Then all I had to do was cover the back of the chair.  While it was still laying down, I stapled a piece of fabric (with the right side facing the floor) to the top of the chair, right above where I stapled the first piece of fabric.  Then I could flip the chair right side up, fold the sides of the fabric under and tack them down with upholstery tacks.

Ta-da!  A new and doubly improved dining room chair as it (1) no longer looks like a scratching post and 2) is now purple.  All it took was a few of hours (and perhaps more than a few swear words).  Now, I must admit to having some guidance.  While my mother was in town last month she actually reupholstered one of my dining room chairs, showing me how to do it.  It’s taken me a month to get to the second chair, mostly because I’ve been pretty swamped with work (a welcome change) and because I was hesitant to work on it by myself for fear of messing it up.  Overall, I am pretty pleased with the result.  I am sure there are more sophisticated and less messy ways to reupholster a chair, but I think this did the job well enough.  Even the cats approve (as long as they only keep to napping and not scratching).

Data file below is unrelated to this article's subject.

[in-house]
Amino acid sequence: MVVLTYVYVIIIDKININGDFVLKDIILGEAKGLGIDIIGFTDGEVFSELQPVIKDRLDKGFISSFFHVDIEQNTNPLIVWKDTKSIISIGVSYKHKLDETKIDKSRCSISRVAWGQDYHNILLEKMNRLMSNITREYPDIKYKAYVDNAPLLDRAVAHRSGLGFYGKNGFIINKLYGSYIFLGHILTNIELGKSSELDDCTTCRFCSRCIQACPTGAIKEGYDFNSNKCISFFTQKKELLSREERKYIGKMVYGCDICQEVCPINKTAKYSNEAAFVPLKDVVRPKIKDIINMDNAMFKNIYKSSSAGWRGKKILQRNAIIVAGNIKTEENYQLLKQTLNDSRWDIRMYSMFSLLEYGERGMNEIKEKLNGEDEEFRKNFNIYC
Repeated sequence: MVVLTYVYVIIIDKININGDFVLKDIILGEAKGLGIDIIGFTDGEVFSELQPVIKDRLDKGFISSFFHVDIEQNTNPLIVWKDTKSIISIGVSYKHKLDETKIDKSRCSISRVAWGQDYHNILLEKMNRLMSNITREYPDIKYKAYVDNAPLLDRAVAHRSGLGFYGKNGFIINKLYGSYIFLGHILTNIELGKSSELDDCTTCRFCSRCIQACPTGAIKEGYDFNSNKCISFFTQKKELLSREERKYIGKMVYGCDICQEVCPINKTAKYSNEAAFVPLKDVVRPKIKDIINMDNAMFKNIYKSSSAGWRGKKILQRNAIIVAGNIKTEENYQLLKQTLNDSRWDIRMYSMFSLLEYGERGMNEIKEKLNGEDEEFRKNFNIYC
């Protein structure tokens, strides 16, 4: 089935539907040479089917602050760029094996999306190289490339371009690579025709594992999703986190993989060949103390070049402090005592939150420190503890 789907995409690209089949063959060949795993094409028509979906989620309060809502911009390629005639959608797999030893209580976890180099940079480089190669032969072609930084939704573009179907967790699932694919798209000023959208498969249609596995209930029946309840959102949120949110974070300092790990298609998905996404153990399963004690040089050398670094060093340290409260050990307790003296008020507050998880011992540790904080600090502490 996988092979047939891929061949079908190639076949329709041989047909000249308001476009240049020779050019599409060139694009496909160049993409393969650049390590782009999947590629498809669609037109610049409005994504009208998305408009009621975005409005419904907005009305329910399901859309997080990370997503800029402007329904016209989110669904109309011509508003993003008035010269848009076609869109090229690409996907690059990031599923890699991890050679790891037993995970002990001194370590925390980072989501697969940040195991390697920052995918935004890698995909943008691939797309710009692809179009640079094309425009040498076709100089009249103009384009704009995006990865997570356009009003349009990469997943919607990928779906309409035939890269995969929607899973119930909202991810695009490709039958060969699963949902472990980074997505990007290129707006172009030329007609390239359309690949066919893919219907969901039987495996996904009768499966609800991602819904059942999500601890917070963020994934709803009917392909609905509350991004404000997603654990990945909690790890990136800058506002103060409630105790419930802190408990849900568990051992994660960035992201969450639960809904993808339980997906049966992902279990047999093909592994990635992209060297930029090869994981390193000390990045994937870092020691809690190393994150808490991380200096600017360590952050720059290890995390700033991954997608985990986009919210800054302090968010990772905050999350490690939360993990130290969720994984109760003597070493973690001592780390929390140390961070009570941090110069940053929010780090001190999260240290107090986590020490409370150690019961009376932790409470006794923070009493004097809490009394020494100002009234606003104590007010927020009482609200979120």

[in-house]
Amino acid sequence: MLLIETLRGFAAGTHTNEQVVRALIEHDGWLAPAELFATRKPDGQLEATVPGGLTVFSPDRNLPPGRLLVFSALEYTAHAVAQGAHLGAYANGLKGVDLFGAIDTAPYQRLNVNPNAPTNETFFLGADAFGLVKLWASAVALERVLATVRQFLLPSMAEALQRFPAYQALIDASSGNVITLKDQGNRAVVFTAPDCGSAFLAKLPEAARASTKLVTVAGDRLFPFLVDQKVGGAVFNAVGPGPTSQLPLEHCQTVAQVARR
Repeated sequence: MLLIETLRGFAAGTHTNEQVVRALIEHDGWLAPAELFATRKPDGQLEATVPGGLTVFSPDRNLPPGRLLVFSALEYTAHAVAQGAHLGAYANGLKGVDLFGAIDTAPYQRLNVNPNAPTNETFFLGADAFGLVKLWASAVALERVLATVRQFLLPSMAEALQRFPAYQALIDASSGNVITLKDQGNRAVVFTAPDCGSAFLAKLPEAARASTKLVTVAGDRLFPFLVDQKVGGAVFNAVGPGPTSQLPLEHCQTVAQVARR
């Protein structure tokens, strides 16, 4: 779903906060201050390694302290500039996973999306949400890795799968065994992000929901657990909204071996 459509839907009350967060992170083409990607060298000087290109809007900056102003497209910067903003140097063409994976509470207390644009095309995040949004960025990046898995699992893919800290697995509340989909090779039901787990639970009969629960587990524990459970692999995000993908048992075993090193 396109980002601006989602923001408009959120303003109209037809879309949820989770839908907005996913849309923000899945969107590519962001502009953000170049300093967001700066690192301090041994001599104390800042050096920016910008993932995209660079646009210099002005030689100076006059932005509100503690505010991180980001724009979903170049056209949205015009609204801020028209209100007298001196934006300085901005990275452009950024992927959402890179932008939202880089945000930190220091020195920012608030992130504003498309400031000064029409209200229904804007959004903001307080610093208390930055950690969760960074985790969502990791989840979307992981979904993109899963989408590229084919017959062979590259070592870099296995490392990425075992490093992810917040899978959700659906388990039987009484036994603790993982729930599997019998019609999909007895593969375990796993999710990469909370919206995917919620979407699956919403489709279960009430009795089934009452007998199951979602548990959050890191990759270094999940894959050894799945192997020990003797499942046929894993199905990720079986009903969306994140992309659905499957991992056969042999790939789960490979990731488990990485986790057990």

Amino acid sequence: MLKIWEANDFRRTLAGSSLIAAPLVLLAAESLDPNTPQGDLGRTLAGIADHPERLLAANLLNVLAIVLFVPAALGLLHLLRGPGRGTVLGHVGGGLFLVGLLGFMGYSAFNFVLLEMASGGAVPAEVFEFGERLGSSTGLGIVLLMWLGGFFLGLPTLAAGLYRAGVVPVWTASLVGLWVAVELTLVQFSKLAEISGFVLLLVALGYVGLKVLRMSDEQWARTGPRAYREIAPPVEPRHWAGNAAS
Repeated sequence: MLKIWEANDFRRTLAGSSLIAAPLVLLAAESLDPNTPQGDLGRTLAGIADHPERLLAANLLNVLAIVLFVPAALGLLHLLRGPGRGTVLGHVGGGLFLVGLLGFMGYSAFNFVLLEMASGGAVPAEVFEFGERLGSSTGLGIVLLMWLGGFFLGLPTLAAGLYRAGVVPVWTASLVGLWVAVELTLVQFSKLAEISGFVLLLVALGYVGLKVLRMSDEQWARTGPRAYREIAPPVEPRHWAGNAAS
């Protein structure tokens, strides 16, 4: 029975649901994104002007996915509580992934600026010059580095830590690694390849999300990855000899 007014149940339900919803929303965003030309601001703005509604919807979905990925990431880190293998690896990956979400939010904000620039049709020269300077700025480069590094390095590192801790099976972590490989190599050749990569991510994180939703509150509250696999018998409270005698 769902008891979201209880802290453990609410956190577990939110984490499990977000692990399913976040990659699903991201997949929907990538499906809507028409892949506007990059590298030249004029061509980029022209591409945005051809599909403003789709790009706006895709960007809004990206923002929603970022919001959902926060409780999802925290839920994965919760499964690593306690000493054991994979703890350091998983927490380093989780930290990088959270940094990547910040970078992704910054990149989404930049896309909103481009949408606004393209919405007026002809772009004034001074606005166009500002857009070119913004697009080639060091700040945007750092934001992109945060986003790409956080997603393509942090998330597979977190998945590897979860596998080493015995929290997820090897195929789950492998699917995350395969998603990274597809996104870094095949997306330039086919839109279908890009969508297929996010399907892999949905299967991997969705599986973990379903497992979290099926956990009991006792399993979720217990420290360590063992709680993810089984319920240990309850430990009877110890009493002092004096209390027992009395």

Kudzu, enjoying a Sunday afternoon nap


Next, I have my eye on a overstuffed living room chair …

Lazy Sunday

It was a lovely, lazy Sunday.  So lazy, in fact, I am having trouble recalling exactly what I did today.  I spent most of the day trying to distract myself from all of the festivities happening this weekend in Gainesville.  (Scott was playing host to his parents and some good friends and I desperately wanted to be down there with them).  So instead, I drank nearly an entire pot of coffee while perusing my cookbooks, with Food Network playing in the background.  I took a nap.  I made some progress on a knitting project.  I did the dishes and vacuumed the rug.   I made a simple dinner and re-read Harry Potter and the Goblet of Fire.